"But since it would be too long to enumerate in such a volume as this the succession of all the churches, we shall confound all those who, in whatever manner, whether through self-satisfaction or vainglory, or through blindness and wicked opinion, assemble other than where it is proper, by pointing out here the successions of the bishops qf the greatest and most ancient church known to all, founded and organized at Rome by the two most glorious apostles, Peter and Paul, that church which has the tradition and the faith which comes down to us after having been announced to men by the apostles. With that church, because of its superior origin, all the churches must agree, that is, all the faithful in the whole world, and it is in her that the faithful everywhere have maintained the apostolic tradition" (ibid. 3:3:2).
"With a false bishop appointed for themselves by heretics, they dare even to set sail and carry letters from schismatics and b.asphemers to the Chair of Peter and to the principal church [at Rome], in which sacerdotal unity has its source" (Epistle to Cornelius [Bishop of Rome] 59:14 [A.D. 252]).
"In the city of Rome the episcopal chair was given first to Peter, the chair in which Peter sat, the same who was head - that is why he is also called Cephas - of all the apostles, the one chair in which unity is maintained by all. Neither do the apostles proceed individually on their own, and anyone who would [presume to] set up another chair in opposition to that single chair would, by that very fact, be a schismatic and a sinner. . . .Recall, then, the origins of your chair, those of you who wish to claim for yourselves the title of holy Church" (The Schism of the Donatists 2:2 [circa A.D. 367]).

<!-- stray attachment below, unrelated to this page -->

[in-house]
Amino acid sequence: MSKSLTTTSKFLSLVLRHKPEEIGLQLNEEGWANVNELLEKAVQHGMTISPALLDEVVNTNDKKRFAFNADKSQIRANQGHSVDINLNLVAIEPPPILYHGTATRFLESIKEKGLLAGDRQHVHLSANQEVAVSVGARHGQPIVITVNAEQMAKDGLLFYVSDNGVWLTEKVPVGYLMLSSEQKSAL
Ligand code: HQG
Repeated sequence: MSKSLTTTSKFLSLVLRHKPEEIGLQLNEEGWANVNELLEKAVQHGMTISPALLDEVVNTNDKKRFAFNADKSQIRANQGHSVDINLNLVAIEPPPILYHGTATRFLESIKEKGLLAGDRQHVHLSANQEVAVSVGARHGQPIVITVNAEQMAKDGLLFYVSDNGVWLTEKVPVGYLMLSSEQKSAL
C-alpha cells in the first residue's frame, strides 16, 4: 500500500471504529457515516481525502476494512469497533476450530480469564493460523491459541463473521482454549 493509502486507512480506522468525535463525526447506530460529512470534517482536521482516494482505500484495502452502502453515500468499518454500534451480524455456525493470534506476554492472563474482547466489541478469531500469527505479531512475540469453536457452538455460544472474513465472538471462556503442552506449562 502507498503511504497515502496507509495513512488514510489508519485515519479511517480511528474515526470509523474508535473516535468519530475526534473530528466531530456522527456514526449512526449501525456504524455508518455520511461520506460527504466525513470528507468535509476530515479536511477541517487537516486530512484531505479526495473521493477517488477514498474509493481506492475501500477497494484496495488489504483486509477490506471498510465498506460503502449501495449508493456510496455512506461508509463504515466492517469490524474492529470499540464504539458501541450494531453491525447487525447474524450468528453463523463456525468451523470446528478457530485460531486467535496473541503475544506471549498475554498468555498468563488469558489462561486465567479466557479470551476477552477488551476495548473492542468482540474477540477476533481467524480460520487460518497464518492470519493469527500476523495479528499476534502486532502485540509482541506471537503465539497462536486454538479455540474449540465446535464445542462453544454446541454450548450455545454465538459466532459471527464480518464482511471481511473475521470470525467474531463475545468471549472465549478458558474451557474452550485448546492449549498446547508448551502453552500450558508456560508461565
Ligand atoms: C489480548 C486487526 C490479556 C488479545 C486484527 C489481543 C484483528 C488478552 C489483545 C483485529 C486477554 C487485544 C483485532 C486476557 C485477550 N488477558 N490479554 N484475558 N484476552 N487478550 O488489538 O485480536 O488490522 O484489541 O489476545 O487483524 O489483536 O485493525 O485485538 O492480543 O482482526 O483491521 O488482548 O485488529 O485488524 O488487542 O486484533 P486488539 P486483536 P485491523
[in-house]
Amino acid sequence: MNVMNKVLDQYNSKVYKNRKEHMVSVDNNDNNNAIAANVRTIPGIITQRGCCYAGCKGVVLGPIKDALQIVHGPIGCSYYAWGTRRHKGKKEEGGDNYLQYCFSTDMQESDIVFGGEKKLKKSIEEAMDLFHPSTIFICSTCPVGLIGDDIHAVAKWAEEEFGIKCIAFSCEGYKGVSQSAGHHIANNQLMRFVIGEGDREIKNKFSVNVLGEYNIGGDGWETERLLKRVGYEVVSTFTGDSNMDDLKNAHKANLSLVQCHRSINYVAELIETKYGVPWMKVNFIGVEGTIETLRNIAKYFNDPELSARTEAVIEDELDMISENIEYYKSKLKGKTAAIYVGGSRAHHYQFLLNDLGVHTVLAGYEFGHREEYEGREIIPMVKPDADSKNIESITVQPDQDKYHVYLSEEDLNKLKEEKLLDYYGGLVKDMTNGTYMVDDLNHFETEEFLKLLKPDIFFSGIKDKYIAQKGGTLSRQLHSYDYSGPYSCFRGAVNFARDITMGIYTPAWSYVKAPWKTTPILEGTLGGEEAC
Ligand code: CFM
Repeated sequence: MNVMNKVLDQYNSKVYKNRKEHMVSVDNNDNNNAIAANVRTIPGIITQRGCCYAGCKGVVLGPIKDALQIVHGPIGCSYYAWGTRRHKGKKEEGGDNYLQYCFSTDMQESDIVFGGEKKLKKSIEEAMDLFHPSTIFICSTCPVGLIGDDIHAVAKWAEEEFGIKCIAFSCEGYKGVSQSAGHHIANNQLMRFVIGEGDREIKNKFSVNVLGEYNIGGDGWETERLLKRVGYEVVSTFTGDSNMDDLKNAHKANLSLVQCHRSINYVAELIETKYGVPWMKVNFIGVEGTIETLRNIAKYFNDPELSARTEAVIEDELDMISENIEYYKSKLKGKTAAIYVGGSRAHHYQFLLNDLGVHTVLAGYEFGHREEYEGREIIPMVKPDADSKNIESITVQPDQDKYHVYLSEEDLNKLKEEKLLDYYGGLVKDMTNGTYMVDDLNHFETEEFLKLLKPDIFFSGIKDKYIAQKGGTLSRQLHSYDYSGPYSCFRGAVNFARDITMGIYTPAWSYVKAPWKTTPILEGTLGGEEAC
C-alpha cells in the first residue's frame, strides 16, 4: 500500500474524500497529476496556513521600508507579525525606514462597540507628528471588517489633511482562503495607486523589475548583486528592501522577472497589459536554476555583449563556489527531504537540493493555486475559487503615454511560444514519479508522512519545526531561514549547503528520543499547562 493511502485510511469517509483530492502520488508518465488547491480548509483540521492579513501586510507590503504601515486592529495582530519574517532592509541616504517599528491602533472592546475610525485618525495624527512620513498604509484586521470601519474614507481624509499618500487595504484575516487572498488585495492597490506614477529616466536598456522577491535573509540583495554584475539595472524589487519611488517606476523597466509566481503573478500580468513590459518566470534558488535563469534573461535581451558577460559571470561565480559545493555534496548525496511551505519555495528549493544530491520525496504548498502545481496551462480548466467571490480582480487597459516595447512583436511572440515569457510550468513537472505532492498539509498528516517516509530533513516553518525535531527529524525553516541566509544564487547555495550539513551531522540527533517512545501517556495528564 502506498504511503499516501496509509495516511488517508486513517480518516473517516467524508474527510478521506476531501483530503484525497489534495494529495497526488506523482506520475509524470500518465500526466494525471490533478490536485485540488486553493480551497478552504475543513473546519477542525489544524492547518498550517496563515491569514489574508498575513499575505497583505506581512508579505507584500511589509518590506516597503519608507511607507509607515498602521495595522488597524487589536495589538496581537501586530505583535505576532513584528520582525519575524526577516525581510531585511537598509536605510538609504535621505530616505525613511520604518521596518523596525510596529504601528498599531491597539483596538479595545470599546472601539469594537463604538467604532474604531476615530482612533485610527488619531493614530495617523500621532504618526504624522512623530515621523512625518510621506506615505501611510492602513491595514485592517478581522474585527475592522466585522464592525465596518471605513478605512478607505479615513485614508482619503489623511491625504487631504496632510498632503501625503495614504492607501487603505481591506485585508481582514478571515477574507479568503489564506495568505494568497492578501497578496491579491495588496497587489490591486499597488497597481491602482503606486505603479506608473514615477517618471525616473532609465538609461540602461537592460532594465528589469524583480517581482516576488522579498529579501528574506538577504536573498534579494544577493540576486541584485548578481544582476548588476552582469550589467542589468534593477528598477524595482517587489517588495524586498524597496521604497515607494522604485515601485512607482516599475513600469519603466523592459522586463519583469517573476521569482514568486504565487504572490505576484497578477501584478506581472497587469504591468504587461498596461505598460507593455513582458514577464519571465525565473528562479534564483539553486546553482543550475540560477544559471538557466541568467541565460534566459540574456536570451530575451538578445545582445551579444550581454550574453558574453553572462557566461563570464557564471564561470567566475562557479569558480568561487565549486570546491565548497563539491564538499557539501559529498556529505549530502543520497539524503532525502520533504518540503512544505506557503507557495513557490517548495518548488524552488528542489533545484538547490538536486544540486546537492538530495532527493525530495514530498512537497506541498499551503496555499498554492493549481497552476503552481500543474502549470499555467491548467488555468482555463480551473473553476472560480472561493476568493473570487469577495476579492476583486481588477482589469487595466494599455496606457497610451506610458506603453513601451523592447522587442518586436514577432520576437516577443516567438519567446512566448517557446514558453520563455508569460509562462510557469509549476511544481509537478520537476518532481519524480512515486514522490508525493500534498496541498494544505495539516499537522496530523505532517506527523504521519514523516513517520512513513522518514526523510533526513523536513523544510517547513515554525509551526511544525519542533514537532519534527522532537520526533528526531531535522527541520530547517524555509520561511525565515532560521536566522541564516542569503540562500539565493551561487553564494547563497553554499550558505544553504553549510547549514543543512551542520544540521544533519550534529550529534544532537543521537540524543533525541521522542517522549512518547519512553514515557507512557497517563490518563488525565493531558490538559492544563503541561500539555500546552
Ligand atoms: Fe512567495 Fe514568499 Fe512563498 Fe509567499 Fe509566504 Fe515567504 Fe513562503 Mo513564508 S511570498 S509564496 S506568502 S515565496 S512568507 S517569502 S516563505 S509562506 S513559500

"If the very order of episcopal succession is to be considered, how much more surely, truly, and safely do we number them [the bishops of Rome] from Peter himself, to whom, as to one representing the whole Church, the Lord said, 'Upon this rock I will build my Church, and the gates of hell shall not conquer it.' Peter was succeeded by Linus, Linus by Clement . . . In this order of succession a Donatist bishop is not to be found" (Epistle to Generosus 53:1:2 [A.D. 400]).
"[On this matter of the Pelagians] two councils have already been sent to the Apostolic See [the Bishop of Rome], and from there rescripts too have come. The matter is at an end; would that the error too might be at an end!" (Sermons 131:10 [inter A.D. 391-430]).
"If cases of greater importance are to be heard, they are, as the synod decrees and as happy custom requires, after episcopal judgment, to be referred to the Apostolic See" (Epistle to Victricius[Bishop of Rouen] 2:3:6 [A.D. 404]).
"We exhort you in every respect, honorable brother, to heed obediently what has been written by the most blessed Pope of the city of Rome, for blessed Peter, who lives and presides in his own see, provides the truth of the faith to those who seek it. For we, by reason of our pursuit of peace and faith, cannot try these cases on the faith without the consent of the Bishop of the city of Rome" (Epistle to Eutyches 25:2 [A.D. 449]).